When I saw the number 11.2 as my A1c I will admit that I was scared. This was proof that the type 2 diabetes I had been diagnosed with 13 years ago was out of control. I felt depressed and scared and sad all at the same time. I felt hopeless and lost.
As I thought more about it, I also had another thought: type 2 diabetes does not own me.
What do I mean by that? Read on…
Type 2 diabetes does not own me
Early in my diagnosis with type 2 diabetes, I promised myself that I would never take “ownership” of that label. I have always felt that if we claim something then we own it. I was always adamant with my children and grandchildren, too, that we not “own” the labels placed upon us. If we “own” them, we will use them to define ourselves and keep ourselves down.
I knew that if I started to say things like, “my type 2 diabetes” or things along that line that I would be claiming ownership. I did not and do not want to own this. It feels like a form of giving up.
At the same time, I still have the task of taking care of myself and the complications type 2 diabetes causes. But I will not let it “own” me and I will not “own” it.
She told me that because my numbers for my blood glucose were high that I would need to slowly lower the numbers or the drop would cause a pressure drop in my eyes and I could experience blindness.
Because I have been experiencing a lot of vision problems anyway, I told her that I would do my best to bring the numbers down slowly.
Minnesota Care—the insurance I am currently on—does not cover a lot of things we came to find out.
About a month ago I had to stop taking Trulicity because it was causing my lips to swell up. This is one of the rare side effects of that drug.
We tried to get Ozempic, but the insurance does not cover Ozempic.
We decided to increase the insulin I take up to 60 units at bedtime. I was taking 50 units for a long time.
The next morning my blood sugar reading was at 372. We decided to bump the insulin up to 70 units.
I began taking 20-30 minute walks once or twice per day when I first learned about my high A1c. Today was day 7. It is getting a bit easier, but my life of basic inactivity over the last three years has done me no favors. My weight has remained fairly stable between 250 and 260 pounds and my blood sugars have been following that same path.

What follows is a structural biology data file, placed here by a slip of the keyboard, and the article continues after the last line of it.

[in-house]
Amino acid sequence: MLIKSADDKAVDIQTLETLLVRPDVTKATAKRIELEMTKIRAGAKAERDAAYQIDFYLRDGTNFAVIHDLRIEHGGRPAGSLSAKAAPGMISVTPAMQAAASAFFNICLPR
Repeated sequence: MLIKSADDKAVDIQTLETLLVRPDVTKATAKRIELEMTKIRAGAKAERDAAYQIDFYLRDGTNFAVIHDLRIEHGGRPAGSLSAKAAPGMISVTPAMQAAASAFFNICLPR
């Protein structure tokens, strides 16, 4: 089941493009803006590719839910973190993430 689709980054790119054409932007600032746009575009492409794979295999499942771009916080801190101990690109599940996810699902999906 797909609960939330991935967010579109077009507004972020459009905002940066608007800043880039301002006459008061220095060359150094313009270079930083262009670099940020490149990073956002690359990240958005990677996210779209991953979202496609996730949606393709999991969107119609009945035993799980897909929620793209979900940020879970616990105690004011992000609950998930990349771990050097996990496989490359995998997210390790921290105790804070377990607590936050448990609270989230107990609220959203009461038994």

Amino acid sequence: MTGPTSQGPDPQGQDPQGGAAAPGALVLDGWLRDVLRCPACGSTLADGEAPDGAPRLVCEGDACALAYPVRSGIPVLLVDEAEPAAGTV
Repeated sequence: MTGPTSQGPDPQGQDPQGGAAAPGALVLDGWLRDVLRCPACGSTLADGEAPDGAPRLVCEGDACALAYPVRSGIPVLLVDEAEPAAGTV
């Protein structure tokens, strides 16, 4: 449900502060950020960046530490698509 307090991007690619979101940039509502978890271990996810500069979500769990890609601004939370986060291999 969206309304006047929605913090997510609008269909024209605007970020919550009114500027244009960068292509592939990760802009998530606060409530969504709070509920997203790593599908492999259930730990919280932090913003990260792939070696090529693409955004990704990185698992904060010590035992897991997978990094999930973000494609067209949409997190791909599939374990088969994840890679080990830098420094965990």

I have already lost 4 pounds just by starting to walk!
That is amazing to me. Another thing that I found amazing was that my morning fasting blood sugar which had been in the high 300s consistently, was 251 this morning! What!
Could taking a daily walk, increasing insulin, and eating just a bit smarter really make over a 100 point difference? The previous morning my blood sugar reading had been 372!
I have decided to document my journey over the next few months so that I can give an account of what I am doing. What works, what doesn’t, and everything in between.
I will share what I eat and what I do for exercise. I will also share what I learn along the way because what we learn and what we know should not only help us but others as well.
I am hoping that my journey will help others lead a healthier life, too.
I am hoping my knowledge and experience will give hope to those that may be feeling hopeless at this point in their journey.
Finally, I hope that through my story, others will see that type 2 diabetes does not, will not, and cannot own us!
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About the author
Karin Nauber is a professional journalist who has worked in the newspaper business for the past 25 years. She is also a grandmother who, along with her spouse, is raising one of their granddaughters. Karin has nine grandchildren with whom she enjoys spending as much time as possible. Karin also was diagnosed with type 2 diabetes about 13 years ago and has faced many challenges with the disease. If you would like to contact her, please do so at email@example.com.